Cecil White said he can pinpoint exactly when he developed an affinity for taxidermy.
“My best friend growing up, he had a cousin a little bit older [that] did taxidermy kind of part-time,” White said. “Being boys, hunting, fishing, all that good stuff as kids, [I] started watching him and hanging around with him and just took off from there.”
White opened Cecil White Taxidermy in 1979 on Second Street in Katy. Seeking additional space, he moved the establishment to 720 Thomas Ave. in 1982 after renovating an old house that became the company’s current facility, he said.
White said his clients come from the area and all over the world and that he aims to serve a niche in the hunting community.
“Hunters want to preserve their trophies, and it’s just like any profession; someone needs to fill the void there,” White said. “So, that’s where we come in for that for the sportsmen and people who fish and all that kind of stuff. They snuff them, and we stuff them.”
His business has three main focuses: a point-of-sale storefront containing examples of his taxidermy handiwork, a taxidermy workshop and a space where pelt tanning is done. White said he offers taxidermy and tanning services for many types of animals, with his past projects ranging from deer and waterfowl to far more exotic creatures. Baboons have been among his most rare jobs to date, he said.
According to White, a common misconception about taxidermy is how much of an animal is actually used. In the case of deer—White’s most common undertaking—the skin and antlers only are affixed to a synthetic form. These forms come pre-made in a variety of shapes and sizes to best match the original animal, he said. White said other faux components, such as eyes, are also used routinely in taxidermy.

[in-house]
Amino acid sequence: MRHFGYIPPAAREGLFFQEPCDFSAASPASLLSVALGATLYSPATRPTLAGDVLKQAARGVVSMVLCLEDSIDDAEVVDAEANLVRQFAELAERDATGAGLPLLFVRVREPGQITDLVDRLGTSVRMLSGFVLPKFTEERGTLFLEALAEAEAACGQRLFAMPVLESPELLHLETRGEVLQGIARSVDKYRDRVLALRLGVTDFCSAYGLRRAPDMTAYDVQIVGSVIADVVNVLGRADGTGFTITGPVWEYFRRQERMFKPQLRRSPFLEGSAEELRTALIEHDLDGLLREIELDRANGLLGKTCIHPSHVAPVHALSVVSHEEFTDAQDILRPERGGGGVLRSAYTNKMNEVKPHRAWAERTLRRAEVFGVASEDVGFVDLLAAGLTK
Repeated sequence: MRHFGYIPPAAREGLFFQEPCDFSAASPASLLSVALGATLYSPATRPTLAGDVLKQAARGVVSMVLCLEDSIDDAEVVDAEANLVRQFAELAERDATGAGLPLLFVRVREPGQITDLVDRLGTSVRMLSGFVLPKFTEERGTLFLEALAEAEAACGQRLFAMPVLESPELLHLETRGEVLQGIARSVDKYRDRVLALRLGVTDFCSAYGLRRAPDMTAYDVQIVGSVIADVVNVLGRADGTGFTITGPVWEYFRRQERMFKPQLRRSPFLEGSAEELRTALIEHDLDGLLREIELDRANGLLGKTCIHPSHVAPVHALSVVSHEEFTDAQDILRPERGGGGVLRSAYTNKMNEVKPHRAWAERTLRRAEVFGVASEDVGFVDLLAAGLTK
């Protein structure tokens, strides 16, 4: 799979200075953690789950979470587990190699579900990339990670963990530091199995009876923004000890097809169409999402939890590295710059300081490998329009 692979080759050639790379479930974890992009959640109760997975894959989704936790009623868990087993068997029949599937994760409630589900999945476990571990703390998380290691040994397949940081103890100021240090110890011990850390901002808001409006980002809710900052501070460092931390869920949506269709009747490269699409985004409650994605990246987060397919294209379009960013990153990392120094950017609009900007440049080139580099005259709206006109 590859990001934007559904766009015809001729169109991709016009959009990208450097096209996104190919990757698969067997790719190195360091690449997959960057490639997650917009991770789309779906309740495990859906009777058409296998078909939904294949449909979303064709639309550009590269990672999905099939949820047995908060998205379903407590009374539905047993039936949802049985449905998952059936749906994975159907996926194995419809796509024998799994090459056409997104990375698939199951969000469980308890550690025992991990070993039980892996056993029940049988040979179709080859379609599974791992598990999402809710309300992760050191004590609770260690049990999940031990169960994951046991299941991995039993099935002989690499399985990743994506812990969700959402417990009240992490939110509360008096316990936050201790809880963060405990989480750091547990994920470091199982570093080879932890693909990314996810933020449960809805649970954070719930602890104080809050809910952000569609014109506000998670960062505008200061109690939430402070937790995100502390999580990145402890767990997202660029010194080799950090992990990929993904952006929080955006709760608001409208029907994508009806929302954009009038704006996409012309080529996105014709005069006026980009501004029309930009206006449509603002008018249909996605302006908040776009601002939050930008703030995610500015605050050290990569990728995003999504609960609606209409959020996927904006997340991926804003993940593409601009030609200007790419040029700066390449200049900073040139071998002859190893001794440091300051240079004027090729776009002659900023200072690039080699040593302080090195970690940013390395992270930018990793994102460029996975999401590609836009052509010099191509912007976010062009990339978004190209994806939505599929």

While he knows taxidermy is “not for everyone,” White sees it as a “rare art form” that combines several fields of study.
“You have to know anatomy, you have to know biology, you have to know chemistry [and] mechanical stuff,” White said. “It’s a very involved art.”
White said he used to also offer meat-processing services as a complement to taxidermy, but he decided to eliminate it from his business model four years ago because it was time-consuming. However, White said he has developed a good rapport with fellow Katy business Midway Deer Processing and often works in conjunction with the company to provide client deals and referrals.
White said he is looking forward to the upcoming fall hunting season. His business, and the taxidermy industry as a whole, is founded on one basic principle, he said.
“[When you] shoot something—I don’t know why—it’s human nature to try to preserve it,” he said. “You can’t make it come back to life, but you want to make it look like it’s still alive.”
720 Thomas Ave., Katy
Hours: Mon.-Fri. 9 a.m.-6 p.m., closed Saturday and Sunday